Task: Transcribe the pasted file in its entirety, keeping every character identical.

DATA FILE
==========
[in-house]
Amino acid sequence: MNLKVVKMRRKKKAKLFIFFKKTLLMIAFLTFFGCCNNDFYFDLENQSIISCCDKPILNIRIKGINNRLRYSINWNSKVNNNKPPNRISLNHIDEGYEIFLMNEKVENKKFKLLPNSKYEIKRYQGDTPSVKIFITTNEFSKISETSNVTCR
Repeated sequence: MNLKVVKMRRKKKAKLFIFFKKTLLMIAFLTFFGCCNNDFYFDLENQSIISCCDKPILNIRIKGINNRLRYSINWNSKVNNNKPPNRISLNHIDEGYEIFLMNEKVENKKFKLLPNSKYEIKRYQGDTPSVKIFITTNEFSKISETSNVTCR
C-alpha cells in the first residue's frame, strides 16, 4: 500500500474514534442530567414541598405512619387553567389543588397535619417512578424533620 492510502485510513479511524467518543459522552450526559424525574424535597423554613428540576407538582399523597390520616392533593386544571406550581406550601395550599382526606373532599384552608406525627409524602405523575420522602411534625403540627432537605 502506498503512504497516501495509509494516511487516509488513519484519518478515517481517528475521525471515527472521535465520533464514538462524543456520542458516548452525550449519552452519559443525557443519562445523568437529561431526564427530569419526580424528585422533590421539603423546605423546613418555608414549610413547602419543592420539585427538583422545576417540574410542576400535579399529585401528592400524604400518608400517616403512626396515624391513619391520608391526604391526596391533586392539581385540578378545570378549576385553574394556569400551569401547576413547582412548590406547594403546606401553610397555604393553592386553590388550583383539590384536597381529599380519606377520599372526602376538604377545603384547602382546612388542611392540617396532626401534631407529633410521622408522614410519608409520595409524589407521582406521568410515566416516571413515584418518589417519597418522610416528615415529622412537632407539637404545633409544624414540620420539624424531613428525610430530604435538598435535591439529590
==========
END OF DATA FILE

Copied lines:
[in-house]
Amino acid sequence: MNLKVVKMRRKKKAKLFIFFKKTLLMIAFLTFFGCCNNDFYFDLENQSIISCCDKPILNIRIKGINNRLRYSINWNSKVNNNKPPNRISLNHIDEGYEIFLMNEKVENKKFKLLPNSKYEIKRYQGDTPSVKIFITTNEFSKISETSNVTCR
Repeated sequence: MNLKVVKMRRKKKAKLFIFFKKTLLMIAFLTFFGCCNNDFYFDLENQSIISCCDKPILNIRIKGINNRLRYSINWNSKVNNNKPPNRISLNHIDEGYEIFLMNEKVENKKFKLLPNSKYEIKRYQGDTPSVKIFITTNEFSKISETSNVTCR
C-alpha cells in the first residue's frame, strides 16, 4: 500500500474514534442530567414541598405512619387553567389543588397535619417512578424533620 492510502485510513479511524467518543459522552450526559424525574424535597423554613428540576407538582399523597390520616392533593386544571406550581406550601395550599382526606373532599384552608406525627409524602405523575420522602411534625403540627432537605 502506498503512504497516501495509509494516511487516509488513519484519518478515517481517528475521525471515527472521535465520533464514538462524543456520542458516548452525550449519552452519559443525557443519562445523568437529561431526564427530569419526580424528585422533590421539603423546605423546613418555608414549610413547602419543592420539585427538583422545576417540574410542576400535579399529585401528592400524604400518608400517616403512626396515624391513619391520608391526604391526596391533586392539581385540578378545570378549576385553574394556569400551569401547576413547582412548590406547594403546606401553610397555604393553592386553590388550583383539590384536597381529599380519606377520599372526602376538604377545603384547602382546612388542611392540617396532626401534631407529633410521622408522614410519608409520595409524589407521582406521568410515566416516571413515584418518589417519597418522610416528615415529622412537632407539637404545633409544624414540620420539624424531613428525610430530604435538598435535591439529590